Volkswagen have launched the Tarok concept in Sao Paulo, an all-new pick-up truck set to hit the Brazilian market sooner rather than later. Allegedly with minimal changes to be made in becoming a production vehicle.

Set to match the tech content in their current SUV-offensive, the Tarok concept possesses a predominantly digital design. The interior also features a colour-keyed crossbar across the dashboard, surrounding the glass covered infotainment set-up with a digital cockpit.

The Tarok concept runs on a 1.4-litre 148bhp four-cylinder TSI unit that can be driven in Brazil as a TotalFlex Fuel Unit – running on either pure ethanol or a gasoline-ethanol mixture, utilising permanent four-wheel drive. This differs from the unit that will be used in the series version of the Tarok – a 2.0-litre turbo diesel TDI with the same power output that would be more appropriate for other global markets.

Real interest in the Tarok, though, comes around the back, with a variable load space. The design allows the load space to be extended by both opening the tailgate and then into the cabin. A system is in place so that it is possible to fold the lower rear section of the cabin, and the three rear seats, thusly extended the load space. In its smallest, most standard form, the bed measures 1206mm from back to front. Then extend it into the cabin and you’re looking at a figure of 1861mm and with the truck bed down it rises to 2775mm.

This could be of interest to those wondering about the lineage of the next-generation Amarok, as it itself grew from a concept before Volkswagen set it into production in 2010. One thing is for sure, the Tarok has potential to become a very versatile pick-up.

The VW one-tonner is already one of the more luxurious offerings within the current pick-up market, but with the new Aventura special edition, it just got a bit fancier.

Powered by the most powerful 254bhp V6 in the range, the Aventura runs with the eight-speed DSG gearbox, permanent all-wheel drive and features an overboost function which temporarily ups power to 268bhp.

The interior features the Discover Media Navigation system, and the Aventura is fitted with other extra gadgets to make the driver’s life easier. The Lights and Vision package installs automatic headlights and separate daytime running lights that feature a coming home function along with automatic windscreen wipers.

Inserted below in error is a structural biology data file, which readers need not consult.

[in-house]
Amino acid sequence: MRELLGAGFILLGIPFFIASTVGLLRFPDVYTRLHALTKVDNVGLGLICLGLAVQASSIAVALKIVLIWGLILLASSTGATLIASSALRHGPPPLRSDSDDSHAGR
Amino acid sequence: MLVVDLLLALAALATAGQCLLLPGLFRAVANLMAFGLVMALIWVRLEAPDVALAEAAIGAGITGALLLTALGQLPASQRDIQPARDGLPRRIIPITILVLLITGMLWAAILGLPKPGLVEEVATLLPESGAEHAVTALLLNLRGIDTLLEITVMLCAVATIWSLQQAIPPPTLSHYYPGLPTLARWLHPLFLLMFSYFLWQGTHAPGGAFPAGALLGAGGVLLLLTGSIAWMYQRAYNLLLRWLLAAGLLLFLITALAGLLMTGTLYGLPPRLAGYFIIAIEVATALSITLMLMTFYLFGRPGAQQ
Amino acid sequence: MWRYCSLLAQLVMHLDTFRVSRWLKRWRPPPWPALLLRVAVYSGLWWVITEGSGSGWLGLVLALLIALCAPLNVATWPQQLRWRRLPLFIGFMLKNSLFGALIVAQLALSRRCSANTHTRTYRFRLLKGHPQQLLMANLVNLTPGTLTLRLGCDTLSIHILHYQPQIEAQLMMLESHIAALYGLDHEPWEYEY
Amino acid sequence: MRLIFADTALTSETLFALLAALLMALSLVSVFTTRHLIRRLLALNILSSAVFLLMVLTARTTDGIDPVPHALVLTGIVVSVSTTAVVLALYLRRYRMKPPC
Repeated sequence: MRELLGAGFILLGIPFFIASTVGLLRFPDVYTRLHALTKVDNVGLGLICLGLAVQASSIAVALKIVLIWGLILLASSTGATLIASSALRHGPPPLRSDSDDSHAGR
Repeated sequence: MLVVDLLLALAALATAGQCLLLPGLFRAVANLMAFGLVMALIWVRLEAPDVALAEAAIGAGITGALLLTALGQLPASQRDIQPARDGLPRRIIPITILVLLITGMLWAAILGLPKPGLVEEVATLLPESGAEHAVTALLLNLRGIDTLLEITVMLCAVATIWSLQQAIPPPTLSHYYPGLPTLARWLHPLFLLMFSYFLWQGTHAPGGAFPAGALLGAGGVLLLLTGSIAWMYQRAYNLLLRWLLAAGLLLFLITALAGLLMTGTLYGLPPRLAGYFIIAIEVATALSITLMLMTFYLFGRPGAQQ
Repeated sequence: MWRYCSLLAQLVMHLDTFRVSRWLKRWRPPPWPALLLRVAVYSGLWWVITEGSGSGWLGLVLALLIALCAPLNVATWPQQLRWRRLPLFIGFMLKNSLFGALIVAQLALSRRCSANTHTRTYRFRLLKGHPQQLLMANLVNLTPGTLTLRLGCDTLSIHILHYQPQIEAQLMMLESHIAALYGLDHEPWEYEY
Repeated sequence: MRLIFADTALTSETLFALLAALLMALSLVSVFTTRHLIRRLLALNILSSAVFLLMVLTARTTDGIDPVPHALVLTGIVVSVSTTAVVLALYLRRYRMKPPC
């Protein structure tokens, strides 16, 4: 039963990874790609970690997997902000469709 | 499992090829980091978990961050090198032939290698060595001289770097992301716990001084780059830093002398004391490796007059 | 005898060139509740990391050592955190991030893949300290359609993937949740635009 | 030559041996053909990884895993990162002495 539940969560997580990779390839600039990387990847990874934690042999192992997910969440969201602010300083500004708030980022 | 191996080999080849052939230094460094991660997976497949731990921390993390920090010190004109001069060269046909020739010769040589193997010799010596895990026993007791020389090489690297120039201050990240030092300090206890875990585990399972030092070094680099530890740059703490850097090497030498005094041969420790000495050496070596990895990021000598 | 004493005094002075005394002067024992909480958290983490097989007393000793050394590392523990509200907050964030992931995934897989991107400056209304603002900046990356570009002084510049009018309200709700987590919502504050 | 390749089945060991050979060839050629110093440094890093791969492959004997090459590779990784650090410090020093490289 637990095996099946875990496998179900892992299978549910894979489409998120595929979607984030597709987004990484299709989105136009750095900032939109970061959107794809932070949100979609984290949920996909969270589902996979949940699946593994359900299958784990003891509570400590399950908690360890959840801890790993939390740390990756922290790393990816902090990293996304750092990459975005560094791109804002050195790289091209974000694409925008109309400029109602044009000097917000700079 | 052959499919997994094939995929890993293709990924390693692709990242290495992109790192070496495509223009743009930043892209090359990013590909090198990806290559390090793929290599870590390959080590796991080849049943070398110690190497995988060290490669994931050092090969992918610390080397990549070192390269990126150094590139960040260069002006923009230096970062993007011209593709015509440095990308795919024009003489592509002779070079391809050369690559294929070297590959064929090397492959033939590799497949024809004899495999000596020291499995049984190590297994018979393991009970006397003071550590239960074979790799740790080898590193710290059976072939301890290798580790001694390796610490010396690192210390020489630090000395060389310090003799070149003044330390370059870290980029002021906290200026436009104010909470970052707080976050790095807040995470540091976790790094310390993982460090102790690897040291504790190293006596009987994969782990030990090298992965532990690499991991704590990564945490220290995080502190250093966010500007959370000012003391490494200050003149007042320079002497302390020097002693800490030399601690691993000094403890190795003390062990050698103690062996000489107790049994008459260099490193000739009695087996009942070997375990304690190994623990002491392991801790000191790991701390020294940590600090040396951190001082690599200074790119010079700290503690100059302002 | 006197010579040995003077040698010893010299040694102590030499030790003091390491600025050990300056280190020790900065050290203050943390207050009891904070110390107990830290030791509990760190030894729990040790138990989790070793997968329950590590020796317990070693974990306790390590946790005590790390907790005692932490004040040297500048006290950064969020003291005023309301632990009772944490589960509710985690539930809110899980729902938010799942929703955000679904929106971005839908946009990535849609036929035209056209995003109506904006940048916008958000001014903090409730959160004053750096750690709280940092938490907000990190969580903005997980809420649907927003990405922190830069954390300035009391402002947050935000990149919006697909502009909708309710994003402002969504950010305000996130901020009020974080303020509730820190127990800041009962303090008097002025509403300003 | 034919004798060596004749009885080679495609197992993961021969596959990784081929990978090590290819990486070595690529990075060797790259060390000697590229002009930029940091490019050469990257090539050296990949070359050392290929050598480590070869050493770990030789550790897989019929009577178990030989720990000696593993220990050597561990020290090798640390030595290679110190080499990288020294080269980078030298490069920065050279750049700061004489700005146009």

Seating comes in the form of Volkswagen’s ErgoComfort seats. These come wrapped in Nappa leather and are 14-way adjustable. The same leather also adorns the steering wheel which boasts controls for the multimedia system and houses paddle shifts to manually control the transmission.

Paint options are either Ravenna Blue or Indium Grey – both of which can be specified in a matte finish. If you do choose to go matte, the Aventura comes with a 24% saving on the usual price for the procedure, at £2,335 pre VAT. The wheels are 20″ Talca alloys and the exterior is fitted with a body-coloured sports bar, chrome plated side bars, under-body cladding, power folding mirrors and a protective coating for the truck bed – to which you can add Mountain top roll covers for £1387.50 plus VAT.

The Aventura Amarok is on sale now, with pre tax prices starting at £39,960 at your nearest VW CV centre.

To celebrate three decades of the California nomenclature, Volkswagen have released released the most exclusive special edition to date.

The creatively named California 30 Years will see a production run of 999 examples – just 30 of which will be coming to the UK. Based on the range-topping California Ocean model, all models will come with LED headlights, removable tow bar and contrasting roof and wing mirrors. In addition to this, the 30 Years will have an exclusive body colour option – Tumeric Yellow – along with a numbered plaque on the B-pillar.

Inside, the special edition has VW’s Discover multimedia system, heated front seats, front and rear parking sensors plus side scan and cruise control. All 30 Years models can make the most of the VW app, to control various vehicle features, too, such as the music, navigation and other apps in the Discover setup.

Three powertrains are available – all 2.0-litre TDI units. The options include 148bhp or 192bhp, with the third option being the more powerful unit equipped with all-wheel drive – all of which use a seven-speed DSG gearbox.